OverviewSix Toe Rock is one of the principle formations of Castle Crags - a collection of granite spires sitting in the shadow of Mount Shasta. The formation consists of three buttresses lying along the south-north direction and separated by narrow gullies. Most of the climbing is done on the south east face of the southernmost buttress but two documented routes exist on the western face of the northermost (and highest) formation. Difficulty of the routes (published routes) on the formation varies from 5.6 (Easy Street) to 5.11a R/X (No Mercy, northernmost formation). Rock is solid on the more popular routes (marked with * in guidebooks).
Currently listed summit elevation is a rough guesstimate.
Getting ThereCastle Crags are located approximately 70 miles south of the Oregon/California state line along interstate 5 (or approx. 50 miles north of Redding, CA). From I5, take the Castella exit (also marked "Castle Crags State Park"). Note that the exits on interstate highway 5 in California are now numbered; the exit you want is #724. From the exit ramp, drive west a few hundred yards till you see the "guard booth" for the state park.
Stop here and pay either the day use fee ($8/day/car, self-issued - thanks for update Rob!) or secure the camp site reservation. Past the entrance, make a right and follow the winding road through the campground and past a trailer turn-around loop (follow signs for Castle Crags overlook). Continue to road's end at the Castle Crags overlook parking lot (no parking 8pm to 6am....not sure how strictly enforced this rule is).
From the trailhead, hike back down the road you just drove up for about 200 yards. Pick up the signed trail (Castle Dome Trail) on the right. Hike the trail for about 10 minutes passing the signed Root Creek Trail branchoff on the right. Few minutes later, Castle Dome Trail intersects the PCT - continue straight on the Castle Dome Trail eventually passing a boundary marker for Castle Crags Wilderness. About 45 minutes from the trailhead you will pass Indian Springs Trail on the left. Stay on the main trail as it heads toward the first view point of Castle Dome. The trail then switchbacks up eventually passing through a rock "portal" (steep walls on both sides immediately next to trail). Six Toe Rock (southernmost buttress) is about 50 yards uphill above the trail on the left. If you miss it, keep hiking towards Castle Dome and look back. You should be able to see Six Toe Rock behind you. At this point it'll be clear where you need to head back.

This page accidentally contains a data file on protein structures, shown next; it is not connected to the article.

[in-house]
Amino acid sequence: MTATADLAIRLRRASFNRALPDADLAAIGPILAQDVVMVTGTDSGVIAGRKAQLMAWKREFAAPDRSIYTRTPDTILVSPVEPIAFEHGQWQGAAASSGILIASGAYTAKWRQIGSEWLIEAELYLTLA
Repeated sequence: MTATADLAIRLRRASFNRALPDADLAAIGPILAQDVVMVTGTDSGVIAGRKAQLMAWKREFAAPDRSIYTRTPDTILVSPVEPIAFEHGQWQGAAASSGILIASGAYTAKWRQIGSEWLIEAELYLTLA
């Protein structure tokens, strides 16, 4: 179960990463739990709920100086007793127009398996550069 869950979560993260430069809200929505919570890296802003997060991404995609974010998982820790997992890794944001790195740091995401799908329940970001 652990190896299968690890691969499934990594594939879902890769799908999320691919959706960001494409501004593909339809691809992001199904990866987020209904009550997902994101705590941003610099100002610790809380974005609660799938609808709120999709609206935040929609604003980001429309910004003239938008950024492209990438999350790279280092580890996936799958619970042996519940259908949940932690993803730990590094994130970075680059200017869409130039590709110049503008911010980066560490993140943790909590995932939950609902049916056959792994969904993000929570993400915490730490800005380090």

Red TapeCastle Crags are accessed from Castle Crags State Park. A $4.00 day use fee (self issued at the entrance to park) is required.
When To ClimbCastle Crags can be accessed year-round though you will need to hike in over snow . Ideally, spring (April) to fall (November or when first snows arrive) is the best time to visit the Crags. Summer temperatures presumably get very warm.
CampingState park operates a campground. Self-issue fee envelopes are available at the entrance. The campground most likely fills up on summer weekends so get there as early as you can.
Mountain ConditionsMOUNT SHASTA RANGER STATION
204 W. Alma St.
Mount Shasta, CA 96067
Tel: (530) 926-4511
CASTLE CRAGS STATE PARK
P.O. Box 80
Castella, CA 96017-0080
Tel #1: (530) 235-2684
Tel #2: (530) 225-2065
Nearby Weather Report: Mount Shasta Weather Underground page.
Mountain Conditions information taken from John's Castle Dome page with permission.
Guide BooksThe two listed books both include route descriptions on this formation. They both also seem somewhat inaccurate. For example, Davis' book claims that the crux of Six Toe Crack comes early on P1. I would not agreee with this. While the opening moves of P1 do involve some thin face move (2 moves), they are much much easier than the 20 foot OW that caps P2. Mackay guidebook includes two routes on the northernmost buttress of Six Toe Rock that are not described in Davis' book. All in all, both guidebooks are probably out of date - the area could use a better one.
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